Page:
Standard & Poor's hires top defense attorney for $5 bn 'defraud investors' lawsuit

SP rating

Standard & Poor's (S&P's) has hired John Keker, one of the country's top white-collar defense attorneys, to help fight a $5 billion lawsuit brought by the U.S. government this week.

Keker, who is based in San Francisco and has represented everyone from cyclist Lance Armstrong to Enron's Andrew Fastow, was hired at the recommendation of Floyd Abrams, a prominent New York attorney who also represents the ratings firm.

"John Keker is one of the great trial lawyers in this country," Abrams said.

Keker did not return calls seeking comment. A spokeswoman for his firm, Keker & Van Nest, confirmed that Keker and another partner, Elliot Peters, were on the case.

The U.S. government sued Standard & Poor's in federal court in Los Angeles on Monday, accusing the McGraw Hill Cos Inc unit of a scheme to defraud investors in mortgage-related securities that collapsed in the financial crisis.

Standard & Poor's has said the lawsuit is "without legal merit and unjustified" and that it will "vigorously defend" itself against the erroneous claims.

Abrams, a noted First Amendment lawyer who has defended S&P in dozens of lawsuits over its ratings, said this week that freedom of speech may not be a defense in this case.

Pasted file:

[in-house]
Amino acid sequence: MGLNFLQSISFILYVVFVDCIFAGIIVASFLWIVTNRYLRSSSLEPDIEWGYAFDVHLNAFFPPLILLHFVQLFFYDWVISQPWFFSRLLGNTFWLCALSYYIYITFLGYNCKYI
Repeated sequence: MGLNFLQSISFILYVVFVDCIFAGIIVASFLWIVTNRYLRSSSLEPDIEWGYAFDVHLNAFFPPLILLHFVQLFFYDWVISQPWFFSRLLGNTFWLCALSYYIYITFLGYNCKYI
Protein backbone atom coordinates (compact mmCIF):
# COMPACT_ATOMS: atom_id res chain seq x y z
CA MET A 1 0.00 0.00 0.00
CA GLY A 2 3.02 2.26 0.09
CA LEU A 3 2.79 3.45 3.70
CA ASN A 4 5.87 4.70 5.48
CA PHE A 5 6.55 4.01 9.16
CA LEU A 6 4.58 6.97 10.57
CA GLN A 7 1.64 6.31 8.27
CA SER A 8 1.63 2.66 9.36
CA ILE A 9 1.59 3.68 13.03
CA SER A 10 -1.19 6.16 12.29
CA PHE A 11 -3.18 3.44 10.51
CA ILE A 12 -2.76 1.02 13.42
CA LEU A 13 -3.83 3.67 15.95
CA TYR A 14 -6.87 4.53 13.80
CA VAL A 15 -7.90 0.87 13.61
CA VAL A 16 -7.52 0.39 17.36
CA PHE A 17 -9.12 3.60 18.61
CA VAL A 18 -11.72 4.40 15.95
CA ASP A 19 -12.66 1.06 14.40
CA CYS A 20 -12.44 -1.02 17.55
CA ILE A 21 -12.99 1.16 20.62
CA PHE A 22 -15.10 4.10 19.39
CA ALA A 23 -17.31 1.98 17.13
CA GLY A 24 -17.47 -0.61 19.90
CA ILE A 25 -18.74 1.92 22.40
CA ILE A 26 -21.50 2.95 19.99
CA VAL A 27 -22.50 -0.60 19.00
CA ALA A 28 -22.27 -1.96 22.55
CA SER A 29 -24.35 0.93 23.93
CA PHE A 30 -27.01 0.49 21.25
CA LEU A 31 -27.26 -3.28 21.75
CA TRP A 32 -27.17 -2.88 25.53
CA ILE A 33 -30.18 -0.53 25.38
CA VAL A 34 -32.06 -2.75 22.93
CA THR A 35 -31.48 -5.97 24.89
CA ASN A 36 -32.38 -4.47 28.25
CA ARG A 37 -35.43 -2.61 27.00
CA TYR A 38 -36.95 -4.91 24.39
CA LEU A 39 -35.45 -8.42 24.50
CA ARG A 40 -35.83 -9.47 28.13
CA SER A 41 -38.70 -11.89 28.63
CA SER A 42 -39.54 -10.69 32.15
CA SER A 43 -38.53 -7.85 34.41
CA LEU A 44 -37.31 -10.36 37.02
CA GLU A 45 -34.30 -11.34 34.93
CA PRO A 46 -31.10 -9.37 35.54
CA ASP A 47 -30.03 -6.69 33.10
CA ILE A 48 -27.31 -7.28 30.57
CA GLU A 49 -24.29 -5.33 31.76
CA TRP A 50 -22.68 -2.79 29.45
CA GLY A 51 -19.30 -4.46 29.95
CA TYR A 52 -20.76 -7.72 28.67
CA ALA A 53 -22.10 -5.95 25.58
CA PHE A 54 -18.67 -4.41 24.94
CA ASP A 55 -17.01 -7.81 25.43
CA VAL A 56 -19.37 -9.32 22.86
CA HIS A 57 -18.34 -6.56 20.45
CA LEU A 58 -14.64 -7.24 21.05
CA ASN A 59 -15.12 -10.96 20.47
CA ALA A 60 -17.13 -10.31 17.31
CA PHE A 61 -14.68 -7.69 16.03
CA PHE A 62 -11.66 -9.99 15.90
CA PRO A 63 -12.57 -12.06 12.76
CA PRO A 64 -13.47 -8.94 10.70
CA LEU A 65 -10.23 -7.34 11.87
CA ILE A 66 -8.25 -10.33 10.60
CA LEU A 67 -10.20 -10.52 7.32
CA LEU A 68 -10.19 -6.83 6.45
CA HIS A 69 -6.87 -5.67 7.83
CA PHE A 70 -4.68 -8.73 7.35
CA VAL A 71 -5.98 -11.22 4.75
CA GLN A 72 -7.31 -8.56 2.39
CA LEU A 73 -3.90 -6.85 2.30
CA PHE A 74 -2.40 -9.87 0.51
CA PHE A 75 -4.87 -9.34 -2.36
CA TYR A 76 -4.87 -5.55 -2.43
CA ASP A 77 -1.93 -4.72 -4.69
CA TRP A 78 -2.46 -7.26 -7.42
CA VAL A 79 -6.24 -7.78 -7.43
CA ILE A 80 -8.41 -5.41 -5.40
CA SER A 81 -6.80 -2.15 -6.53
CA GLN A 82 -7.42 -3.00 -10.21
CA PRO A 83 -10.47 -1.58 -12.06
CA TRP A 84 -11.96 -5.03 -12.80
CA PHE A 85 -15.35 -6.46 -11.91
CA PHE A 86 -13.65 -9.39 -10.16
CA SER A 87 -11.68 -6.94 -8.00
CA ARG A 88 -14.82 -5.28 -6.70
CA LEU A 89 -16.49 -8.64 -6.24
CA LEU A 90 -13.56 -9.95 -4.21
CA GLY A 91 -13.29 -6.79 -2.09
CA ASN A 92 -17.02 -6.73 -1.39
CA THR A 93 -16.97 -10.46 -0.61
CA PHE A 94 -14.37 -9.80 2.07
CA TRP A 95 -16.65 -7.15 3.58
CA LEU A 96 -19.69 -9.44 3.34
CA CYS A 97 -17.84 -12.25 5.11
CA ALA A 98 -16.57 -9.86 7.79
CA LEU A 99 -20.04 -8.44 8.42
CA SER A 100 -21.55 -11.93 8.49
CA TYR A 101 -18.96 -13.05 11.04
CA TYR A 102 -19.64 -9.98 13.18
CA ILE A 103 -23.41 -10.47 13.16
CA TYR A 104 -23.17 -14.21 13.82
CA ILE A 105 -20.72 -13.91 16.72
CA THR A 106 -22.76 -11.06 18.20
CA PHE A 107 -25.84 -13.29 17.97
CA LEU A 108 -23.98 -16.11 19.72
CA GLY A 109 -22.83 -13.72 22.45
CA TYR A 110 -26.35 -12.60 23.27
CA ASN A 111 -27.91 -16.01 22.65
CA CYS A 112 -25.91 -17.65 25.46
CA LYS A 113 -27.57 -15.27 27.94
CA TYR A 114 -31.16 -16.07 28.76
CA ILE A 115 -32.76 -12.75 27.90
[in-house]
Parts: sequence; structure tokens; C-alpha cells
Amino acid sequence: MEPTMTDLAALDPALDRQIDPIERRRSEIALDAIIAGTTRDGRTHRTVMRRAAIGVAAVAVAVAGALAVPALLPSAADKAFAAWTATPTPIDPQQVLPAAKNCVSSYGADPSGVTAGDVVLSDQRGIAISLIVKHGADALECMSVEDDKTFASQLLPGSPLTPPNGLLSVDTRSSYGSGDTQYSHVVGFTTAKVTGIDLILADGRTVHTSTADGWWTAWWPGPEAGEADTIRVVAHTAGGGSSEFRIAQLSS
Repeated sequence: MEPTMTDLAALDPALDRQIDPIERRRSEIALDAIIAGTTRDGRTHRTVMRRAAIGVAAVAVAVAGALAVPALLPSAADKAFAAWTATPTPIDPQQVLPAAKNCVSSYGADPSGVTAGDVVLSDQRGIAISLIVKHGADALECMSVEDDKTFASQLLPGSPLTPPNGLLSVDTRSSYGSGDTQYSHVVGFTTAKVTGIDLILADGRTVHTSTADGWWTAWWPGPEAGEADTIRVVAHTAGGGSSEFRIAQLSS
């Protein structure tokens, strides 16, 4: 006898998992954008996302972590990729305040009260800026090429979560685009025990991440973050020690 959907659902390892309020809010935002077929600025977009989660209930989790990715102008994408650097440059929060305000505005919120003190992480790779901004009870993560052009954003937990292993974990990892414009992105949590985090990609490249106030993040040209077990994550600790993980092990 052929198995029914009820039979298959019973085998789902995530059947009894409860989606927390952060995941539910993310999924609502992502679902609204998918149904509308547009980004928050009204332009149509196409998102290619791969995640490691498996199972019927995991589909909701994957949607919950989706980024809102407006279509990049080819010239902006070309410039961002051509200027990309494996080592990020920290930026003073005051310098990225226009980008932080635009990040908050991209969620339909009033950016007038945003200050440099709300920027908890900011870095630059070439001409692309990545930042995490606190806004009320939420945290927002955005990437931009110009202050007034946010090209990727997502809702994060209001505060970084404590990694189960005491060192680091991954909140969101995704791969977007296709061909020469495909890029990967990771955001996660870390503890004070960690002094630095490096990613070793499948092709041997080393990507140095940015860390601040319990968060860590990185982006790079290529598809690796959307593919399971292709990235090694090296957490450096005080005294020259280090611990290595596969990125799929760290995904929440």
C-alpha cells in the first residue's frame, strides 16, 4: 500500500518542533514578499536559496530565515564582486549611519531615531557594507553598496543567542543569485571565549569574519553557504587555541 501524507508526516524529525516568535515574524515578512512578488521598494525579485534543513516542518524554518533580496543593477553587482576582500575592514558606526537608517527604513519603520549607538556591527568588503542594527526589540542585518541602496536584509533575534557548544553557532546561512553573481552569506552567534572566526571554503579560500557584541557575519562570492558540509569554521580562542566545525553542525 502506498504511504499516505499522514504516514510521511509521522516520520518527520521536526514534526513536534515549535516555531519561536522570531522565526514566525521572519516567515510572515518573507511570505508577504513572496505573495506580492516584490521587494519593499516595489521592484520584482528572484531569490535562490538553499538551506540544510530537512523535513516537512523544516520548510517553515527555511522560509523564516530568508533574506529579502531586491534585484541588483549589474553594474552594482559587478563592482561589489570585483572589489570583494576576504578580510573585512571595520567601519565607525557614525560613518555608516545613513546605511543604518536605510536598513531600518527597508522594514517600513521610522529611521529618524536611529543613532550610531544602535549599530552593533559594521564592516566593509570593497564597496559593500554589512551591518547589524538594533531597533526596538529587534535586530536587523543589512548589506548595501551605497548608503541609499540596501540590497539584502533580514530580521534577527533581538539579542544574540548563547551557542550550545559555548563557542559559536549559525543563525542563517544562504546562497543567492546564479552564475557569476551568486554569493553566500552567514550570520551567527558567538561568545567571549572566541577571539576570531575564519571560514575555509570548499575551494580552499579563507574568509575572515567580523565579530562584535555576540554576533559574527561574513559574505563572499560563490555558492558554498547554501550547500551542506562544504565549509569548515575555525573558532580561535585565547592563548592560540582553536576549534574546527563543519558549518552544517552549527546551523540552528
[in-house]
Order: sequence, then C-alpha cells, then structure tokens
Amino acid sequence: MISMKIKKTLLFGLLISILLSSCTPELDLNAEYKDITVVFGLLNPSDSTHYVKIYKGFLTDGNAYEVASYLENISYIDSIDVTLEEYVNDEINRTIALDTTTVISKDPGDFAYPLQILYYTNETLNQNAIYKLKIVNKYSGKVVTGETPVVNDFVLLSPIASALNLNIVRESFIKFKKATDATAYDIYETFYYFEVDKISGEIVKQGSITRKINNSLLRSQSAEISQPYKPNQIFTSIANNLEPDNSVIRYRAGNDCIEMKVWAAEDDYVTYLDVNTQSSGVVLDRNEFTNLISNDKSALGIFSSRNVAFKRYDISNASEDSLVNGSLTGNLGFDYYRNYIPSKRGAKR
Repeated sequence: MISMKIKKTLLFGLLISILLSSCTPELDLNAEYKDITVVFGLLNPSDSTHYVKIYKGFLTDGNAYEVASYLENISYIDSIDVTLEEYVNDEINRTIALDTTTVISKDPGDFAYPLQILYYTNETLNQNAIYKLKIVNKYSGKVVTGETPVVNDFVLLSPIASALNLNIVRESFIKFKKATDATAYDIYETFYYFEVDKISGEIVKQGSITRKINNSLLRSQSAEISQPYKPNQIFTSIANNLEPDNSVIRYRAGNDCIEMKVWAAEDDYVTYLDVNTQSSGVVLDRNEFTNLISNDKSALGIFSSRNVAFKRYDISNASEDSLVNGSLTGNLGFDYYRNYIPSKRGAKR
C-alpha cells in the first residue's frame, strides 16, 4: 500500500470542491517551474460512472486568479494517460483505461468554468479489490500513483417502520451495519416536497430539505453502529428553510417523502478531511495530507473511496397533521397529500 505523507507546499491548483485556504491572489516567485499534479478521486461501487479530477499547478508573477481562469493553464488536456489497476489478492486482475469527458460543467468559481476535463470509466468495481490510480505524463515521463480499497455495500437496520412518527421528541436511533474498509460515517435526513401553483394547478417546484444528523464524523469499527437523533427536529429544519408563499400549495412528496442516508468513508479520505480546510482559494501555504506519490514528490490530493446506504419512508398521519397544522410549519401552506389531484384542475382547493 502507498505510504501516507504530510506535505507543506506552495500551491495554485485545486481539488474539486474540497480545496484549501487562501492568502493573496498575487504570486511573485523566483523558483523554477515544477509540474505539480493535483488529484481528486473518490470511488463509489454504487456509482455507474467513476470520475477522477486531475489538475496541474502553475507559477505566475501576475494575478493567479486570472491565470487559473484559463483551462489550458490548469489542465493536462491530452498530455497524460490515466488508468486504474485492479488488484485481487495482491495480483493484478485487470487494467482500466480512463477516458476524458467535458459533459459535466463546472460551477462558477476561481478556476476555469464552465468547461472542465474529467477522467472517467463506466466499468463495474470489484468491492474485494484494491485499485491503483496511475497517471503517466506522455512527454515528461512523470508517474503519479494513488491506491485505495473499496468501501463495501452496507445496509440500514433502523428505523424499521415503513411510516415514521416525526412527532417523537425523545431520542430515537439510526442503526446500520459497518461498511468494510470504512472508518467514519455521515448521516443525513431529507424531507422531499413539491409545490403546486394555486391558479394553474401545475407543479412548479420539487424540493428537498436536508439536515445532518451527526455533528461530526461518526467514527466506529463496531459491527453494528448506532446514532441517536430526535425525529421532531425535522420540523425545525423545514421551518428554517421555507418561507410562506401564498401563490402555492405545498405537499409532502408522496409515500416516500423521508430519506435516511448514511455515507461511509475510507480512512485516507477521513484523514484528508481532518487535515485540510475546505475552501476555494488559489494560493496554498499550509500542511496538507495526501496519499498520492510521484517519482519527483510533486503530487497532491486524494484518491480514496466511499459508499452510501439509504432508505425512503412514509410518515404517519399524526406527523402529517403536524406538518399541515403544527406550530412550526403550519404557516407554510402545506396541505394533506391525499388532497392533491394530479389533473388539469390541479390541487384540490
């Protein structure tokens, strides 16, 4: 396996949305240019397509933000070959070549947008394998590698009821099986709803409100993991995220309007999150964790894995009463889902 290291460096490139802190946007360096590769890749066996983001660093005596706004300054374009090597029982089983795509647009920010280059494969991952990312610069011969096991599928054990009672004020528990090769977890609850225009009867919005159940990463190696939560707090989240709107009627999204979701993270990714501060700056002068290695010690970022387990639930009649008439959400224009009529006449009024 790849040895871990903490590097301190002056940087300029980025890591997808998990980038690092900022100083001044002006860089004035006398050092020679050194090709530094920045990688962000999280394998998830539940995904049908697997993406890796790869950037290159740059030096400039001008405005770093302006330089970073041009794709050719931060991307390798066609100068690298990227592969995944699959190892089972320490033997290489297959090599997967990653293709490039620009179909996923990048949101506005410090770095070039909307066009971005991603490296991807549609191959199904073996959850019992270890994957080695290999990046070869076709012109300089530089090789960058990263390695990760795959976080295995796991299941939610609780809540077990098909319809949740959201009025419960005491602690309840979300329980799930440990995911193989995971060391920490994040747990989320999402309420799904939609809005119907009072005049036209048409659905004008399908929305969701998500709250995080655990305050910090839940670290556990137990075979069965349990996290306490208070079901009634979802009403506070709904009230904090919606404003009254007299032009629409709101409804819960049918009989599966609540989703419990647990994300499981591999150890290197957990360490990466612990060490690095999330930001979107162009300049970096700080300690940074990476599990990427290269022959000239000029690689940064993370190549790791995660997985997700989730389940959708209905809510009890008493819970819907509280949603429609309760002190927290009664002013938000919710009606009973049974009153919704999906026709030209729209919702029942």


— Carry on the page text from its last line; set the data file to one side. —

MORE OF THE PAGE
In an interview with Reuters on Wednesday, Abrams said bringing Keker onto the team was an indication that "we are going to be more than ready, if necessary, to have a trial."

Keker, known as a combative defense attorney, won credit from legal experts in 2006 when Fastow, considered the mastermind of Enron's fraud, was sentenced to only six years in prison.

Keker also helped Armstrong fend off a U.S. Justice Department investigation into doping last year. Armstrong admitted doping earlier this year, raising questions over whether the investigation could be reopened.

Keker also represented ex-Citigroup banker Brian Stoker in a case brought by the U.S. Securities and Exchange Commission over his role in a mortgage bond deal that collapsed. Stoker was cleared of wrongdoing.

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